Thursday, October 6, 2022

Voyage of CINNABAR - New Zealand to Fiji

Oct 2022

We have been in Fiji for a month and a synopsis of our recent voyage is long overdue:

We were incredibly fortunate to be "marooned" in New Zealand during the worldwide COVID pandemic since December 2019. Immigration had extended our visas numerous times but when the South Pacific cyclone season ended in May 2022, the foreign yachties were informed that our time was up and we must leave the country. After all that time being landlubbers it was a challenging push to get Cinnabar, and mostly ourselves, ready to sail the ~1300 nm from New Zealand to Fiji. 

A few months before we departed, we were introduced to a local sailor who had never done an ocean passage before but was keen for the experience. We met him, liked him and decided that Nathan would be our #3. We waited, and waited, worked on the boat with Nathan's help, and waited some more for a good weather window. Finally, at the end of August, it looked like some good passage weather might be coming up. At the last minute our close friend Ian said he was also interested in the passage. He is an experienced off-shore sailor and has done the voyage before so we said "Heck yeah!!" and added a #4. These guys would prove invaluable to our successful journey.

On August 26 our marina neighbors helped us cast off. Even though they had to get up ridiculously early they wanted to say goodbye. And possibly they couldn't quite believe we were actually leaving.

We left the dock of Riverside Drive Marina, our home away from home, very early in the morning so as to go under the iconic Te Matau a Pohe drawbridge (shaped like a fish hook) at high tide and before it closed for morning traffic at 7:00 a.m. 

Leaving the drawbridge behind us.

Later that morning, after an 11-mile motor down the river, we arrived at Marsden Cove Marina where we were scheduled to officially check out with NZ Immigration the following morning. We spent a pleasant afternoon at the marina enjoying their facilities (shower and dock water) and even got together with some other cruisers (who were also leaving) to enjoy a last dinner in New Zealand.

Getting ready to check out of Marsden Cove Marina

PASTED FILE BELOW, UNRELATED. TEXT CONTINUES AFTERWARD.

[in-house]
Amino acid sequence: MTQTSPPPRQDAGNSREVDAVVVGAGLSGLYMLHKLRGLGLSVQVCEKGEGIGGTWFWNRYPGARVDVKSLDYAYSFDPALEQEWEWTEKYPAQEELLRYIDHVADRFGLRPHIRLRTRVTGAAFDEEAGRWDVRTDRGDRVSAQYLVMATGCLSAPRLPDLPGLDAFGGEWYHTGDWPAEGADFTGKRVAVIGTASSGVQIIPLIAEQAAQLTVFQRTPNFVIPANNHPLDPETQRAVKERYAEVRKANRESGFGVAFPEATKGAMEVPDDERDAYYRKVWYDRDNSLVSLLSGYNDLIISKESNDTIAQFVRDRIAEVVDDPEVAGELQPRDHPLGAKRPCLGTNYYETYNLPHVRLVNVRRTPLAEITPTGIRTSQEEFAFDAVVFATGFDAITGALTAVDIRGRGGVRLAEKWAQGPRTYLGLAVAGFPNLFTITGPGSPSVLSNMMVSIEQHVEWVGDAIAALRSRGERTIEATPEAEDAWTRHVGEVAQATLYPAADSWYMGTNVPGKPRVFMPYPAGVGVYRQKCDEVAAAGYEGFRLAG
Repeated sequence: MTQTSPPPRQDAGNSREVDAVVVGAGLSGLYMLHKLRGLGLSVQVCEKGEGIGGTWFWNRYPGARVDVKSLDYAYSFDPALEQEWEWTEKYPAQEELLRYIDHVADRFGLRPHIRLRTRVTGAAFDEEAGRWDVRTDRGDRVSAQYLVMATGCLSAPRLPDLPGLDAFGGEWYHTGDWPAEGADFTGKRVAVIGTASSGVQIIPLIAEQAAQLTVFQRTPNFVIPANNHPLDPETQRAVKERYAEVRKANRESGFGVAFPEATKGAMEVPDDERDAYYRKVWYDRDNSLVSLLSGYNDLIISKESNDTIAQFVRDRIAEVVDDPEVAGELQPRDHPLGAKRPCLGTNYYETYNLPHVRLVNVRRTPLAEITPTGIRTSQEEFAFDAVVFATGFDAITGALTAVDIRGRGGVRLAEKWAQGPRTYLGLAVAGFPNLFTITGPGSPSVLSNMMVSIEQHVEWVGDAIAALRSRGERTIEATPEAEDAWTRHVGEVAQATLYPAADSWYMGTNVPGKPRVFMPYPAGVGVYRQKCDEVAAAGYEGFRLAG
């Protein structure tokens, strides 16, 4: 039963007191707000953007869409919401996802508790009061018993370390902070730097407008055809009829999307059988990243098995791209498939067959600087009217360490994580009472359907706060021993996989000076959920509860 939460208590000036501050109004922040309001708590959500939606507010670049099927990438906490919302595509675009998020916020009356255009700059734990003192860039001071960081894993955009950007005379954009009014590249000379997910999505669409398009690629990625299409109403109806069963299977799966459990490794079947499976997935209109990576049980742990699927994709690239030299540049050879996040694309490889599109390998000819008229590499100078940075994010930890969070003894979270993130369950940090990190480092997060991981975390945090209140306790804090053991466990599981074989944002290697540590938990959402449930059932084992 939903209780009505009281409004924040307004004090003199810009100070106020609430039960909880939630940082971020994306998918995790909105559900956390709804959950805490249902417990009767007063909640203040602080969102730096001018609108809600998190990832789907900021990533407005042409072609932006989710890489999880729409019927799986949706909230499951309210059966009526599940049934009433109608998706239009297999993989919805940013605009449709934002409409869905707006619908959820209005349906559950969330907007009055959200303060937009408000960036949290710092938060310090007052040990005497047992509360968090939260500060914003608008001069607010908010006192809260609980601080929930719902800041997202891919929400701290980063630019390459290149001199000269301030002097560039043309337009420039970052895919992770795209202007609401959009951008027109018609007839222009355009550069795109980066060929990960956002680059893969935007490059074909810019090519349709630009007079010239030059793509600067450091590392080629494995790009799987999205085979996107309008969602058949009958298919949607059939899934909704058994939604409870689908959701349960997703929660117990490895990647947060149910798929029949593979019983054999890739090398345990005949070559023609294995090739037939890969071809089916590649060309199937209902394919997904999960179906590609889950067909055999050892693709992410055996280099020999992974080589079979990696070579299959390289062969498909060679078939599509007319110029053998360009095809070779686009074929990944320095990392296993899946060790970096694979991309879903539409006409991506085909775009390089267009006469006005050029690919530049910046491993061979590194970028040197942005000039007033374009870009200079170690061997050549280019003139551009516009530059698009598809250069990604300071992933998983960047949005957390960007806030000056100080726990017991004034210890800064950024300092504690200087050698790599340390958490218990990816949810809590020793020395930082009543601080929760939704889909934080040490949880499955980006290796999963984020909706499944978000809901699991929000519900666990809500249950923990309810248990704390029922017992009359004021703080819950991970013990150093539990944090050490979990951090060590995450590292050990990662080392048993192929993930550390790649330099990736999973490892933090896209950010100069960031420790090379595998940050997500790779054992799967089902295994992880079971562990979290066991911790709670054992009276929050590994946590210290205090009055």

Our first day was thankfully easy-peasy with nice flat seas, a mild breeze and minimal motoring. 

Sailing past the famous Poor Knights Islands. Sun is getting ready to set.

We had departed on a new moon and I was worried that the night would be pitch black, but the skies were clear, the stars were shining and plentiful, and Jupiter was incredibly bright most of the night. 

Twenty four hours later, the wind started picking up and the seas became more boisterous. The second night was very different from the first and we were happy to have crew to help out with the work. Our IridiumGo satphone post after that night read: 

 "Night classes began…install third reef, learn how to heave to (and heave), learn rolling hitch (and why), learn to untangle flogging knotted, lazy sheet from working jib sheet, reeve #1 reef line to #3,practice how to resolve fumes and liquid from leaking petrol can, live enactments of What Not To Do and problem solving."

For the next three days I counted wave trains coming from 6 different directions. Ugh. The cook was not thrilled and any food that was roundish invariably ended up taking a roll around the cabin. I recall chasing a cabbage, hard-boiled eggs, 2 avocados (lost one for a couple of days), some meatballs, apples and oranges. We also got to practice human pinball maneuvers below decks and one acrobatic body fling from the galley all the way across the cabin (Sylvia). Luckily no serious damage but ouch! 

It was actually more pleasant above deck as long as we hunkered down inside the dodger. Conditions were wet with lots of water splashing over the dodger and also waves sneaking up the side and firehosing large amounts of water into the cockpit. 

Looks innocent...

...but NO, a direct hit over the dodger.

After a few days the conditions settled down and we were able to have a very enjoyable voyage. Most of the nights were crystal clear and we were able to identify planets and constellations. Jupiter and Scorpio were our constant nighttime companions.

Nathan takes a turn at the helm. It's still a bit chilly and wet.